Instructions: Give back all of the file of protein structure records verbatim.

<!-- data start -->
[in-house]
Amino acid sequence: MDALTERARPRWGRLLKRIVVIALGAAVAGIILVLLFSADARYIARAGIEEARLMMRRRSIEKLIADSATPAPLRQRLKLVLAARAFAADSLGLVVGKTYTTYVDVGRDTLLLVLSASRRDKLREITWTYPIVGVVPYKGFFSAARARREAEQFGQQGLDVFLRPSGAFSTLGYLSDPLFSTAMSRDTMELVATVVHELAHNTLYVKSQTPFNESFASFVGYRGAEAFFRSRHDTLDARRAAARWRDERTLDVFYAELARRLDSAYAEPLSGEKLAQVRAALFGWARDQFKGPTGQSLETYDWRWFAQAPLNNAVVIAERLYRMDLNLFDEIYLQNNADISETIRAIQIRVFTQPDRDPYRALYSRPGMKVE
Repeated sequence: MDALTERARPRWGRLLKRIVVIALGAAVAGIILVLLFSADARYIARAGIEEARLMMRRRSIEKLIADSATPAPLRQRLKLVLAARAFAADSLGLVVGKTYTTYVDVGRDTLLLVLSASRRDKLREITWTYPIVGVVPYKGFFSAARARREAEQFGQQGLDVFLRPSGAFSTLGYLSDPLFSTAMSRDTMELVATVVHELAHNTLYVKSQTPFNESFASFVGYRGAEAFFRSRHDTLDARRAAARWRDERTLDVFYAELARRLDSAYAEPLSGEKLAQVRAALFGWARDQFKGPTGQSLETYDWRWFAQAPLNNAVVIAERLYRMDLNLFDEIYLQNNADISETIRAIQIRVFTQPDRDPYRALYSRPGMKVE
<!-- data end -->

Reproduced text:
[in-house]
Amino acid sequence: MDALTERARPRWGRLLKRIVVIALGAAVAGIILVLLFSADARYIARAGIEEARLMMRRRSIEKLIADSATPAPLRQRLKLVLAARAFAADSLGLVVGKTYTTYVDVGRDTLLLVLSASRRDKLREITWTYPIVGVVPYKGFFSAARARREAEQFGQQGLDVFLRPSGAFSTLGYLSDPLFSTAMSRDTMELVATVVHELAHNTLYVKSQTPFNESFASFVGYRGAEAFFRSRHDTLDARRAAARWRDERTLDVFYAELARRLDSAYAEPLSGEKLAQVRAALFGWARDQFKGPTGQSLETYDWRWFAQAPLNNAVVIAERLYRMDLNLFDEIYLQNNADISETIRAIQIRVFTQPDRDPYRALYSRPGMKVE
Repeated sequence: MDALTERARPRWGRLLKRIVVIALGAAVAGIILVLLFSADARYIARAGIEEARLMMRRRSIEKLIADSATPAPLRQRLKLVLAARAFAADSLGLVVGKTYTTYVDVGRDTLLLVLSASRRDKLREITWTYPIVGVVPYKGFFSAARARREAEQFGQQGLDVFLRPSGAFSTLGYLSDPLFSTAMSRDTMELVATVVHELAHNTLYVKSQTPFNESFASFVGYRGAEAFFRSRHDTLDARRAAARWRDERTLDVFYAELARRLDSAYAEPLSGEKLAQVRAALFGWARDQFKGPTGQSLETYDWRWFAQAPLNNAVVIAERLYRMDLNLFDEIYLQNNADISETIRAIQIRVFTQPDRDPYRALYSRPGMKVE